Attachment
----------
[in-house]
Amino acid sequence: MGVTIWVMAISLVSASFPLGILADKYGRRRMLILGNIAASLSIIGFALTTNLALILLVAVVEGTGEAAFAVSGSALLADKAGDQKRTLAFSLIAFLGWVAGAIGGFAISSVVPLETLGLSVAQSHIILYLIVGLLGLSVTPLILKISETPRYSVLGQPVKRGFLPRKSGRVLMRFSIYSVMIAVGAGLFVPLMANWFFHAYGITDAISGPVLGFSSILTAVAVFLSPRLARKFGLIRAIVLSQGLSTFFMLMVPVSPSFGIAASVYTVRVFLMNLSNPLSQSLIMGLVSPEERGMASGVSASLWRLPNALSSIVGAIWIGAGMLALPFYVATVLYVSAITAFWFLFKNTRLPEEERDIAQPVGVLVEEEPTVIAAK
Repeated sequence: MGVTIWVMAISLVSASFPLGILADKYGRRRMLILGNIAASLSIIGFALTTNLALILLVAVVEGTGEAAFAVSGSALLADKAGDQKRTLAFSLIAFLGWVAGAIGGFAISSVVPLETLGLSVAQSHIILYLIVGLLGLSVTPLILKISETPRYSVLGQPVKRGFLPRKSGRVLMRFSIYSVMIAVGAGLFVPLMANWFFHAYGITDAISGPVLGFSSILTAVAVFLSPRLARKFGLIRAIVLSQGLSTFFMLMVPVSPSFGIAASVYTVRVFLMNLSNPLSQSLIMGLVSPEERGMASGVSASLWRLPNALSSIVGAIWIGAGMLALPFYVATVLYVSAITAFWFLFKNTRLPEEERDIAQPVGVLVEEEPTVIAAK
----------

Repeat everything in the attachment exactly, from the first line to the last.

[in-house]
Amino acid sequence: MGVTIWVMAISLVSASFPLGILADKYGRRRMLILGNIAASLSIIGFALTTNLALILLVAVVEGTGEAAFAVSGSALLADKAGDQKRTLAFSLIAFLGWVAGAIGGFAISSVVPLETLGLSVAQSHIILYLIVGLLGLSVTPLILKISETPRYSVLGQPVKRGFLPRKSGRVLMRFSIYSVMIAVGAGLFVPLMANWFFHAYGITDAISGPVLGFSSILTAVAVFLSPRLARKFGLIRAIVLSQGLSTFFMLMVPVSPSFGIAASVYTVRVFLMNLSNPLSQSLIMGLVSPEERGMASGVSASLWRLPNALSSIVGAIWIGAGMLALPFYVATVLYVSAITAFWFLFKNTRLPEEERDIAQPVGVLVEEEPTVIAAK
Repeated sequence: MGVTIWVMAISLVSASFPLGILADKYGRRRMLILGNIAASLSIIGFALTTNLALILLVAVVEGTGEAAFAVSGSALLADKAGDQKRTLAFSLIAFLGWVAGAIGGFAISSVVPLETLGLSVAQSHIILYLIVGLLGLSVTPLILKISETPRYSVLGQPVKRGFLPRKSGRVLMRFSIYSVMIAVGAGLFVPLMANWFFHAYGITDAISGPVLGFSSILTAVAVFLSPRLARKFGLIRAIVLSQGLSTFFMLMVPVSPSFGIAASVYTVRVFLMNLSNPLSQSLIMGLVSPEERGMASGVSASLWRLPNALSSIVGAIWIGAGMLALPFYVATVLYVSAITAFWFLFKNTRLPEEERDIAQPVGVLVEEEPTVIAAK